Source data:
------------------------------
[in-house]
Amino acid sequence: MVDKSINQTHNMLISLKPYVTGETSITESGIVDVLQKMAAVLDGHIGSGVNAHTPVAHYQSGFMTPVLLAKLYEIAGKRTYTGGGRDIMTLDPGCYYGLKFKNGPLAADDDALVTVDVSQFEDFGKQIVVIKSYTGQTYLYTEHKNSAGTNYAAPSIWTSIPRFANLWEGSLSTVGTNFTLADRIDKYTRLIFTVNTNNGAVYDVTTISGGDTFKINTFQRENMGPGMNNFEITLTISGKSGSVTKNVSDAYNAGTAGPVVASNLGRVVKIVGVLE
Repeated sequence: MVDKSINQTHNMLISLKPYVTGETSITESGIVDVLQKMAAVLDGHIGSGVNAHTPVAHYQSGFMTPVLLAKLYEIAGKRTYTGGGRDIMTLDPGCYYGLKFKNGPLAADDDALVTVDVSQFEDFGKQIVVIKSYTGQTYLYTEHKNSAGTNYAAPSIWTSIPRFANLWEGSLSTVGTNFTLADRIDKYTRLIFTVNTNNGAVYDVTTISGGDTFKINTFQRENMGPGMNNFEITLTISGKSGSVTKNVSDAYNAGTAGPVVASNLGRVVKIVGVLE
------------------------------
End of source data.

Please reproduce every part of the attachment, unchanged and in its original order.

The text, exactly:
[in-house]
Amino acid sequence: MVDKSINQTHNMLISLKPYVTGETSITESGIVDVLQKMAAVLDGHIGSGVNAHTPVAHYQSGFMTPVLLAKLYEIAGKRTYTGGGRDIMTLDPGCYYGLKFKNGPLAADDDALVTVDVSQFEDFGKQIVVIKSYTGQTYLYTEHKNSAGTNYAAPSIWTSIPRFANLWEGSLSTVGTNFTLADRIDKYTRLIFTVNTNNGAVYDVTTISGGDTFKINTFQRENMGPGMNNFEITLTISGKSGSVTKNVSDAYNAGTAGPVVASNLGRVVKIVGVLE
Repeated sequence: MVDKSINQTHNMLISLKPYVTGETSITESGIVDVLQKMAAVLDGHIGSGVNAHTPVAHYQSGFMTPVLLAKLYEIAGKRTYTGGGRDIMTLDPGCYYGLKFKNGPLAADDDALVTVDVSQFEDFGKQIVVIKSYTGQTYLYTEHKNSAGTNYAAPSIWTSIPRFANLWEGSLSTVGTNFTLADRIDKYTRLIFTVNTNNGAVYDVTTISGGDTFKINTFQRENMGPGMNNFEITLTISGKSGSVTKNVSDAYNAGTAGPVVASNLGRVVKIVGVLE